Finest Hour 182, Fall 2018
By Andrew Roberts
Andrew Roberts is author of Churchill: Walking with Destiny (reviewed on page 42) and a member of the International Churchill Society Board of Directors.
Winston Churchill famously wrote about his feelings on becoming prime minister in May 1940, “I felt as if I were walking with Destiny and that all my past life had been but a preparation for this hour and for this trial.”1 It was true, and no part of his life had been a better preparation than 1914–18. The way that Churchill learned from his and others’ mistakes of the Great War, putting the lessons to good use in the Second World War, is an object lesson in statesmanship.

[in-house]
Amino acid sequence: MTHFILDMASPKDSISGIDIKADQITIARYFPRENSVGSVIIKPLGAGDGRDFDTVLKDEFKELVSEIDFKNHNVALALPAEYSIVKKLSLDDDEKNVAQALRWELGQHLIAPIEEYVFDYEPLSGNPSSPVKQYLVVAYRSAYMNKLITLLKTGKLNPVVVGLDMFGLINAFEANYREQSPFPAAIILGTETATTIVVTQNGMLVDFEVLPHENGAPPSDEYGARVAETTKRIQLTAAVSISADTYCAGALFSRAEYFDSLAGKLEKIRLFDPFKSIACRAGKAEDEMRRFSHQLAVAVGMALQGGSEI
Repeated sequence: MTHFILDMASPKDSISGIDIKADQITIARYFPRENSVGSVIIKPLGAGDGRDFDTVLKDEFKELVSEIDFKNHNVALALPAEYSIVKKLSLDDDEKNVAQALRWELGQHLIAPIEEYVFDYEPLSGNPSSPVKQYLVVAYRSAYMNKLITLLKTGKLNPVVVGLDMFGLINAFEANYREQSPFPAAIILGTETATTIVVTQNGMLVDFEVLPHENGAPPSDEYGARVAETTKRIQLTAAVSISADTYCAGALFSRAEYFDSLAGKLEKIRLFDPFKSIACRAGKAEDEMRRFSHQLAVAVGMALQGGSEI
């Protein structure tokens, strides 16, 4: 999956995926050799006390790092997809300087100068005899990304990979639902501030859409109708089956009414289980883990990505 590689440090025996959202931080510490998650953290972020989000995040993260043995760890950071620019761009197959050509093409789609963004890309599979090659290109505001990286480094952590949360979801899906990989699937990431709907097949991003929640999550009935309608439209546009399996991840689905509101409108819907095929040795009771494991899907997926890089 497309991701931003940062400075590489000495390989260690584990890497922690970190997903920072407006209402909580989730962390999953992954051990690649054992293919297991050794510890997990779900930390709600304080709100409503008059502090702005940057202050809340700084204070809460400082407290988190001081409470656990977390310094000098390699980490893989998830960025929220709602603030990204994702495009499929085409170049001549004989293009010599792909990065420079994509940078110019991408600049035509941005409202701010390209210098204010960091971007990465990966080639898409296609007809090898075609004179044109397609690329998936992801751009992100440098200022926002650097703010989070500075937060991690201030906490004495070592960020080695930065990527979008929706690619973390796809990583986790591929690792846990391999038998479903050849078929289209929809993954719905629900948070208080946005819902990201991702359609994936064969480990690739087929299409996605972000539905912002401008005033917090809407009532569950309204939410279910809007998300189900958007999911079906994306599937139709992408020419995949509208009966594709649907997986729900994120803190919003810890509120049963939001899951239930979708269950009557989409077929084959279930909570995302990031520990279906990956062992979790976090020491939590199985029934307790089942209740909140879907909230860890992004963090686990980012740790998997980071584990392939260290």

On the outbreak of the First World War in August 1914, Churchill set up the Admiralty War Group, which consisted of himself and the four most senior admirals there. It met daily—sometimes several times a day—to take all the most important strategic decisions. This concentration of power worked well, and agreed upon the overriding objectives for the Royal Navy in the conflict. Elsewhere in Whitehall, however, the organization of the war under Herbert Asquith, the prime minster, was ludicrously haphazard. Decisions were taken by a few ministers called together ad hoc in emergencies without minutes being taken. Only at the end of November 1914 was a War Council of eight members formed, which soon grew to thirteen. From his own experience, therefore, Churchill learned how important it was to take a grip on the organization of the central decision-making bodies and to keep the numbers involved as small as possible.